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Ira Sharkansky


On walking counter-clockwise to
Isaweea—is clockwise too dangerous?, October 6, 2006

By Ira Sharkansky
JERUSALEM—I recently exchanged letters with a friend who had been a visiting professor here during the past academic year. Among other things, he noted that he and his wife met me several times while we were walking around the neighborhood, but that we always walked in opposite directions. As a sociologist, he had to ask if there was a significance in the pattern.
French Hill is a largely Jewish neighborhood, close to the Hebrew University in one direction, and to a number of Arab neighborhoods in the same direction and other directions. One of them, Isaweea, is especially close, large, and with a record of unfriendly behavior. We have lived alongside Isaweea for close to 15 years, but never visited. During one period of calm, I asked an Arab student if it would be wise for me to enter the neighborhood. He thought for a second or two, and shook his head. Not worthwhile. Could be dangerous.
At various times we have seen police helicopters circling above Isaweea. Often there are personnel of the Border Police on the road to the neighborhood, who stop and check the documents of drivers and pedestrians. On a couple of occasions, the police posted a lookout on the roof of our building, and once on our balcony.
I enjoy my walks around the neighborhood. The terrain is almost entirely level, and without the noise or smells of heavy traffic. Except for midday, there is lots of shade. At one point the view is to the east across the Judean desert, with an Arab village nearby, and in the distant a patchwork of desert mountains and valleys, with clusters of Jewish and Arab towns. At another point, there is a view to the west, with the tomb of the prophet Samuel prominent on the horizon. I am likely to meet friends along the way. In most cases, I do not know their names, or they mine. Yet we have seen one another for years, say hello as we pass, and sometimes more than that. The circuit is about a mile. I do it two or three times a day.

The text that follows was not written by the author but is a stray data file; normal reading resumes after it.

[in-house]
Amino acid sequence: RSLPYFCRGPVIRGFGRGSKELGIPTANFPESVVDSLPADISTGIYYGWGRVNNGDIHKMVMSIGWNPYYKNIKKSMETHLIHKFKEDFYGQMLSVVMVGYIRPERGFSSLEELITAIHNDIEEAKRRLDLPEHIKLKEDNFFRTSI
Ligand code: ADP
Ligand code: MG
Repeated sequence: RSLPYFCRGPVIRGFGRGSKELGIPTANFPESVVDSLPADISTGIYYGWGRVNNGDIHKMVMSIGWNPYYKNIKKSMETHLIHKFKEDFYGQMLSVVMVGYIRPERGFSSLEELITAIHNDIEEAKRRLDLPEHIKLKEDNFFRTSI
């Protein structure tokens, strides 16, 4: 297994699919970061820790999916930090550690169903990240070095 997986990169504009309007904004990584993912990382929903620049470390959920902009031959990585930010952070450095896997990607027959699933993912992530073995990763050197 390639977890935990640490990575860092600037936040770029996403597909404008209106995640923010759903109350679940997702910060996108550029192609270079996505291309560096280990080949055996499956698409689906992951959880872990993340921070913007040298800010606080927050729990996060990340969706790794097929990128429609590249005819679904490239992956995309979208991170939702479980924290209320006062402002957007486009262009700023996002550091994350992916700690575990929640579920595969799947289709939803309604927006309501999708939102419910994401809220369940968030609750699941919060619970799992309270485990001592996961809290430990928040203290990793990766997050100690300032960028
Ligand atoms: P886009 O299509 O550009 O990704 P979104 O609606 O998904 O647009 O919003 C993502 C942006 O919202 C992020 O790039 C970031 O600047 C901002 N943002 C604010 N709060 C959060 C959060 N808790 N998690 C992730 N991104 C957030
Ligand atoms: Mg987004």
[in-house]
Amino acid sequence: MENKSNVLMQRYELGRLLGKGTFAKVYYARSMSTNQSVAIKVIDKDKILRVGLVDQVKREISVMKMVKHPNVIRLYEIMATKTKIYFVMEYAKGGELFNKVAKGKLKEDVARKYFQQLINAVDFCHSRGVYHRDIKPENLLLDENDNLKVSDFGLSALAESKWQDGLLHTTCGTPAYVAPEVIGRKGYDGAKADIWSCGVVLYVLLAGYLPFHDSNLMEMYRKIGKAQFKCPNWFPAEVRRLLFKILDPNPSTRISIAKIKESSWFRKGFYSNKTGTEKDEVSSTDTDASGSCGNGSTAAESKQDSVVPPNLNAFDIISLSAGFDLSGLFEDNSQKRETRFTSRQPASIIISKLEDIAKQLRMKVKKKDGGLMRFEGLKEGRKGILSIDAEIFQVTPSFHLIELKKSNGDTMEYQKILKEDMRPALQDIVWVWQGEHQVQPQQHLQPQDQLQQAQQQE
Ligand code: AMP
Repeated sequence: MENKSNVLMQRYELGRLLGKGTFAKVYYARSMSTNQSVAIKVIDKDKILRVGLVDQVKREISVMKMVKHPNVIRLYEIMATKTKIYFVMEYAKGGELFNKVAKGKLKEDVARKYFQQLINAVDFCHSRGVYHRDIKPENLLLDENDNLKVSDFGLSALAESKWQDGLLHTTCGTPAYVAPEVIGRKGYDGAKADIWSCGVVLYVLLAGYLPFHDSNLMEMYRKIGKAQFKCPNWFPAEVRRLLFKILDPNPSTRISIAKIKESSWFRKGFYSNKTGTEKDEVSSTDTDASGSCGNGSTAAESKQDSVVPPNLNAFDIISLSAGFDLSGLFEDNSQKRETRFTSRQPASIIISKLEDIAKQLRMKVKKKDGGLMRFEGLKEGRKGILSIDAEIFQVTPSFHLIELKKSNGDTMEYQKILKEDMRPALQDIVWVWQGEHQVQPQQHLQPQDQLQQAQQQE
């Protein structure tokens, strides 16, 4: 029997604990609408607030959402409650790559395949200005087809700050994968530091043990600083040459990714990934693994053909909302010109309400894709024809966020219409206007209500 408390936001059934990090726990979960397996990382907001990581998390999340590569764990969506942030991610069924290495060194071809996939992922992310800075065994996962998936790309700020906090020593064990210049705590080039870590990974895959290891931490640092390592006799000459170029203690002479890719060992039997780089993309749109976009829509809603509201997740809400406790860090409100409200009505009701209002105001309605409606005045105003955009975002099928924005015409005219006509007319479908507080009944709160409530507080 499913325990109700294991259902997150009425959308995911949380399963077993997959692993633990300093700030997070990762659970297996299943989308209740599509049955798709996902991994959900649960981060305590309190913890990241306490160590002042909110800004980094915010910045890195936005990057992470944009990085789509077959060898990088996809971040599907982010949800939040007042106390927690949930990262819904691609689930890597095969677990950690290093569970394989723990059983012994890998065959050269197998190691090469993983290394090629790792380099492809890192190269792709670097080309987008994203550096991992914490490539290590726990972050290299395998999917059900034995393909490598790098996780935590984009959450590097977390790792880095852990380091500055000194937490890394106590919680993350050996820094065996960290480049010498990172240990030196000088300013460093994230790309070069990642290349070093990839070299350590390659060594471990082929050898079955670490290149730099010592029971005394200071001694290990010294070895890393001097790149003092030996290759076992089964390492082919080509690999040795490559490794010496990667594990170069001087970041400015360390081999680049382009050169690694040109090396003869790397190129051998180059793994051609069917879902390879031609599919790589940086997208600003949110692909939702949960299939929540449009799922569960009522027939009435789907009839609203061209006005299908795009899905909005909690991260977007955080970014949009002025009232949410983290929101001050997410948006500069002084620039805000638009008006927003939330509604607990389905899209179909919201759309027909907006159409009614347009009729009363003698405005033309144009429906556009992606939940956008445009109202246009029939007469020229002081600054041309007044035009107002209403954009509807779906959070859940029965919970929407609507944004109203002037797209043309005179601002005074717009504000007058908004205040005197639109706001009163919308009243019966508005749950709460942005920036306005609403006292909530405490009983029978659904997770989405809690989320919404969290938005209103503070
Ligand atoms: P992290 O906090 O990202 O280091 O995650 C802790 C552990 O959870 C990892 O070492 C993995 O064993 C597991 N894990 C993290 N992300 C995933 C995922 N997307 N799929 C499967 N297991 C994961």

Before this intafada, it was my practice to make my circuit of the neighborhood clockwise. This brought me to the road out of Isaweea, and up a slight grade to the main street of the neighborhood. When the violence began, it occurred to me that for several minutes I was walking with my back to the traffic coming out of Isaweea. I had seen enough Westerns to know that one's back to trouble is not a good idea. So I began walking counter clockwise. This had me doing a late part of my circuit with my face toward the traffic coming out of Isaweea. To be sure, the traffic going into Isaweea is at my back, but that seemed less of a threat.
There are no guarantees about life in the Holy City, the City of Peace, but one ponders the probabilities and takes one's chances. So far so good
During an earlier period of violence, it was fashionable for angry Palestinians to attack Jews with kitchen knives. At the time our children were in primary school. They walked there, to friends' homes, and elsewhere. We urged them to respect the dignity of all persons, Arabs included. But we also said that it was not wise to walk ahead of an Arab on the sidewalk. Better to stand aside for a moment, to let the Arab pass in front of them.
Recently there has been more violence among Palestinians than between Palestinians and Israelis. I doubt that this signals an early end to the mayhem. I have thought about a return to my clockwise walk. But not yet. I am used to what I do. Too old to change habits? Perhaps too old to add to the prospect of an unpleasant incident, no matter how remote.

Sharkansky is an emeritus member of the political science department at Hebrew University in Jerusalem